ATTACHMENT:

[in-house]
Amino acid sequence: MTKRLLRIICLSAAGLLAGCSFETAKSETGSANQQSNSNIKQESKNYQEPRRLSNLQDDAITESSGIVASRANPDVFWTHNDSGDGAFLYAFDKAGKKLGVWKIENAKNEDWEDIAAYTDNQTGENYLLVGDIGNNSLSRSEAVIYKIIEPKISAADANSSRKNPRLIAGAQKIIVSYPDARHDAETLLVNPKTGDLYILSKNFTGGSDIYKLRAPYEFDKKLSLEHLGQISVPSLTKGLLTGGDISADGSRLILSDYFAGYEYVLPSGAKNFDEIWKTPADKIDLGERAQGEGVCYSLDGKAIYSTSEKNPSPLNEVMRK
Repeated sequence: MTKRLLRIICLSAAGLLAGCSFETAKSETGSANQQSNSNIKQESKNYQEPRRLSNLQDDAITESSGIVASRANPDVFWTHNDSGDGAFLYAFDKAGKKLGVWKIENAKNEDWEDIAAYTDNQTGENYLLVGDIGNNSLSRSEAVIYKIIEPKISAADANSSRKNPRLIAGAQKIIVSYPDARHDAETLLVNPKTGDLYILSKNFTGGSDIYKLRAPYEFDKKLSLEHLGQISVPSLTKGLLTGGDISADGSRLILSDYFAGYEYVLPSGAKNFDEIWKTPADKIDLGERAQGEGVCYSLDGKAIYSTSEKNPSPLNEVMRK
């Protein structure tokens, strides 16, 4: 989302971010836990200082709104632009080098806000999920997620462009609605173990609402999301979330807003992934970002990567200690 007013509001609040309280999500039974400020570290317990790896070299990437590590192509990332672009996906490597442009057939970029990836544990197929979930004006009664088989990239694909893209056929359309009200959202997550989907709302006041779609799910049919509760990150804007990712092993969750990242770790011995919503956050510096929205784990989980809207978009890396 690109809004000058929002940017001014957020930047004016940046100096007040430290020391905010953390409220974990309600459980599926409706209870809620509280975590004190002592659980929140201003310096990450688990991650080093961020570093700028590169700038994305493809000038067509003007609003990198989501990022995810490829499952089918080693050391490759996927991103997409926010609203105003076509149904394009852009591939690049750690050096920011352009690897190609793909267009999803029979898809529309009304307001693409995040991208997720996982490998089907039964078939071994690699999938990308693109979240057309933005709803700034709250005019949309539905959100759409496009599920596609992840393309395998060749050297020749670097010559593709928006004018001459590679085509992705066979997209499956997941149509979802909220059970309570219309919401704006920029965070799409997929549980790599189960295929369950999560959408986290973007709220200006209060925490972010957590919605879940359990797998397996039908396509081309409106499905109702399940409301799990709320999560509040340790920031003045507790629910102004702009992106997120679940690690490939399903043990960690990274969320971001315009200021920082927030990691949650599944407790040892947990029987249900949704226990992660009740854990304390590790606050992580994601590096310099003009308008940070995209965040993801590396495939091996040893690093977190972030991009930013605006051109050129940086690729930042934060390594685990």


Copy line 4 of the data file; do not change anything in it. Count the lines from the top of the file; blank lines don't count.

């Protein structure tokens, strides 16, 4: 989302971010836990200082709104632009080098806000999920997620462009609605173990609402999301979330807003992934970002990567200690 007013509001609040309280999500039974400020570290317990790896070299990437590590192509990332672009996906490597442009057939970029990836544990197929979930004006009664088989990239694909893209056929359309009200959202997550989907709302006041779609799910049919509760990150804007990712092993969750990242770790011995919503956050510096929205784990989980809207978009890396 690109809004000058929002940017001014957020930047004016940046100096007040430290020391905010953390409220974990309600459980599926409706209870809620509280975590004190002592659980929140201003310096990450688990991650080093961020570093700028590169700038994305493809000038067509003007609003990198989501990022995810490829499952089918080693050391490759996927991103997409926010609203105003076509149904394009852009591939690049750690050096920011352009690897190609793909267009999803029979898809529309009304307001693409995040991208997720996982490998089907039964078939071994690699999938990308693109979240057309933005709803700034709250005019949309539905959100759409496009599920596609992840393309395998060749050297020749670097010559593709928006004018001459590679085509992705066979997209499956997941149509979802909220059970309570219309919401704006920029965070799409997929549980790599189960295929369950999560959408986290973007709220200006209060925490972010957590919605879940359990797998397996039908396509081309409106499905109702399940409301799990709320999560509040340790920031003045507790629910102004702009992106997120679940690690490939399903043990960690990274969320971001315009200021920082927030990691949650599944407790040892947990029987249900949704226990992660009740854990304390590790606050992580994601590096310099003009308008940070995209965040993801590396495939091996040893690093977190972030991009930013605006051109050129940086690729930042934060390594685990």